Updated 

Nevada U.S. attorney makes cybercrime a priority


The Nevada U.S. attorney’s office is hosting a symposium Wednesday in Las Vegas on the rise in cybercrime across the nation.

“Cybercrime right now is becoming the greatest threat to our country,” U.S. Attorney of Nevada Daniel Bogden said Monday. “Cybercrime not only affects national security interests, it affects our economic prosperity and well being, and it’s turned into a major safety issue.”

About 200 law enforcement officers, casino security chiefs and businesspeople have been invited to the one-day conference, which is being co-sponsored by the FBI and Homeland Security Department. A similar symposium will be in Reno on June 18.

According to Bogden, the FBI received 262,813 consumer complaints about Internet crimes, including intrusions and identify theft, totaling $782 million in losses in 2012. That was a 48.8 percent increase in losses reported the previous year.

Cybercrime has become a priority for Bogden’s office and the Justice Department nationwide.

The U.S. attorney’s office has investigated several cybercrime cases, including the massive case against the international syndicate known as Carder.su. A total of 55 group members, including its Russian leaders, were charged in four separate indictments in early 2012 in what prosecutors said was the first time federal racketeering statutes were used against a cybercrime syndicate.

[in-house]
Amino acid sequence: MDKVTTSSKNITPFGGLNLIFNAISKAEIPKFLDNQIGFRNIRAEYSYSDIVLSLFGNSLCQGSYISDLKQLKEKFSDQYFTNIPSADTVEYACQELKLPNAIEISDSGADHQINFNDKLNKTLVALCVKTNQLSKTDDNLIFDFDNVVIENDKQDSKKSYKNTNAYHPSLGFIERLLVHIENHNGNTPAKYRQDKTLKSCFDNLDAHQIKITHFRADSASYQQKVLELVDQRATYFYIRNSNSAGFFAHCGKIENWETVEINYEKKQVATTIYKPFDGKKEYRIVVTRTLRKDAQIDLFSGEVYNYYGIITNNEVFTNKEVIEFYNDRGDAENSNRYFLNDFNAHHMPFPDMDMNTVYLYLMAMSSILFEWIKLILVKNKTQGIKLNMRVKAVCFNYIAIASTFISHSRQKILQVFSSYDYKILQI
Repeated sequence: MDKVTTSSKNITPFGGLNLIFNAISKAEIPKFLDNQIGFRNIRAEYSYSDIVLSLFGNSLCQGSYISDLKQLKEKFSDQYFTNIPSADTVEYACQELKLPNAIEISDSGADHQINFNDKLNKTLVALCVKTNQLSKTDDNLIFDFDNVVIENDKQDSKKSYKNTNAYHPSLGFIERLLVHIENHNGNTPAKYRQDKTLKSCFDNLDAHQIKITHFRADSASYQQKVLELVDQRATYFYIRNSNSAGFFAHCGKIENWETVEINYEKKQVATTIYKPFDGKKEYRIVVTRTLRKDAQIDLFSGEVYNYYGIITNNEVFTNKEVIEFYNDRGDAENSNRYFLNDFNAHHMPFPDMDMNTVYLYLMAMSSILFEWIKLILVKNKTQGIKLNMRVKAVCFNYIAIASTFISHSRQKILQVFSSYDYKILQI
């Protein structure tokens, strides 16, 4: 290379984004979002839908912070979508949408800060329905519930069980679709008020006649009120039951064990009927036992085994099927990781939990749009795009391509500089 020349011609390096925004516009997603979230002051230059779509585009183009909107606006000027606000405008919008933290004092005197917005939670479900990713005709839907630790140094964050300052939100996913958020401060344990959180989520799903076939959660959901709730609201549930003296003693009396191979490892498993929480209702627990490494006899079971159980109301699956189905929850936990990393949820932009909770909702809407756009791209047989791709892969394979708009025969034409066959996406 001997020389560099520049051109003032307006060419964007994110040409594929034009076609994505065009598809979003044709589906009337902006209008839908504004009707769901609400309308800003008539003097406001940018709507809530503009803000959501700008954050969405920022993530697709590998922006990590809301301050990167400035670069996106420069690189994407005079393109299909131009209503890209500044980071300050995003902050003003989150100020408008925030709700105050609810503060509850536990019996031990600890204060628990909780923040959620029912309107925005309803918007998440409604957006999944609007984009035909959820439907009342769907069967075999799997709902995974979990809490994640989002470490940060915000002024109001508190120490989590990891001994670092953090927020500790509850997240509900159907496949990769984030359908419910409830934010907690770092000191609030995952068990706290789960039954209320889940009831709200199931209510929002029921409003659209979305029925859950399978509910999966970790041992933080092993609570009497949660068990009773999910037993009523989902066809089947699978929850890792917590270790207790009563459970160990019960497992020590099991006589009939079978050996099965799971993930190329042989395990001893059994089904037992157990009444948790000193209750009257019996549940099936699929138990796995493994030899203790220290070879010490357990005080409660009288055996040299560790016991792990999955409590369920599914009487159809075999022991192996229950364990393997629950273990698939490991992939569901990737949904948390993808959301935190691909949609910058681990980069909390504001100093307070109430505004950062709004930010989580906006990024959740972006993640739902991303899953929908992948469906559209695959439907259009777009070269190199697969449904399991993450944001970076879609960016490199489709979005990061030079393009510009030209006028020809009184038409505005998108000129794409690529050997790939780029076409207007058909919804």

The sophisticated group, which found Las Vegas an ideal place to operate, is alleged to have committed more than $50 million worth of financial fraud and probably would have caused three times more losses had it not been broken up, according to prosecutors.

The indictments were the result of a 4½-year investigation, code-named Operation Open Market, which took off in 2007 after Michael Adams, a Secret Service agent based in Las Vegas, went undercover and infiltrated the organization.

More than 20 defendants taken into custody have pleaded guilty in the unprecedented criminal case, but two dozen defendants, including the group’s Russian leaders, Roman Zolotarev and Konstantin Lopatin, are still at large.

Contact reporter Jeff German at jgerman@reviewjournal.com or 702-380-8135. Follow him on Twitter @JGermanRJ.

 

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